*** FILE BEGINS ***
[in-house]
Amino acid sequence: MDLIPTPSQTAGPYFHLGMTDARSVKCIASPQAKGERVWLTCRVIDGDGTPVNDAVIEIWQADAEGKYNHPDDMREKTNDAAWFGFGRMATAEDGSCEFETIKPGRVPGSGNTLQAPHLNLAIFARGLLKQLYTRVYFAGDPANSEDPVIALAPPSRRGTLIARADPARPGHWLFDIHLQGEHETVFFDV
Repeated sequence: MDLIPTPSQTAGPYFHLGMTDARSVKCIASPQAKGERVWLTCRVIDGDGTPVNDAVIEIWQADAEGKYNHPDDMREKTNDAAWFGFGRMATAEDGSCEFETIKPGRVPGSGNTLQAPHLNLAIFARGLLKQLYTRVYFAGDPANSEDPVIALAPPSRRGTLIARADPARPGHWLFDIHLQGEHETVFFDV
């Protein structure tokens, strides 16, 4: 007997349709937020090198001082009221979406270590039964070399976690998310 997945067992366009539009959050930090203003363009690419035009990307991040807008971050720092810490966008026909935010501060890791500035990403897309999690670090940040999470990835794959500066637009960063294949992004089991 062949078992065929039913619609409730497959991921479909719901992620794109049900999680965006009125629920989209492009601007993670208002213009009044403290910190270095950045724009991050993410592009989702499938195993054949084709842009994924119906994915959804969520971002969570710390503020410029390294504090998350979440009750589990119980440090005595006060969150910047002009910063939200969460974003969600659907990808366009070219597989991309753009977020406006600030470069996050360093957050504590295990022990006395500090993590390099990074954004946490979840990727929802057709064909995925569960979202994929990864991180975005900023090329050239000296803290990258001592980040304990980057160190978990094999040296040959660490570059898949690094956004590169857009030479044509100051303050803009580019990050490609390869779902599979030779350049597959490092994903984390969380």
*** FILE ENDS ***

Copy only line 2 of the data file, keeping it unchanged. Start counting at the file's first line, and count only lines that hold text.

Amino acid sequence: MDLIPTPSQTAGPYFHLGMTDARSVKCIASPQAKGERVWLTCRVIDGDGTPVNDAVIEIWQADAEGKYNHPDDMREKTNDAAWFGFGRMATAEDGSCEFETIKPGRVPGSGNTLQAPHLNLAIFARGLLKQLYTRVYFAGDPANSEDPVIALAPPSRRGTLIARADPARPGHWLFDIHLQGEHETVFFDV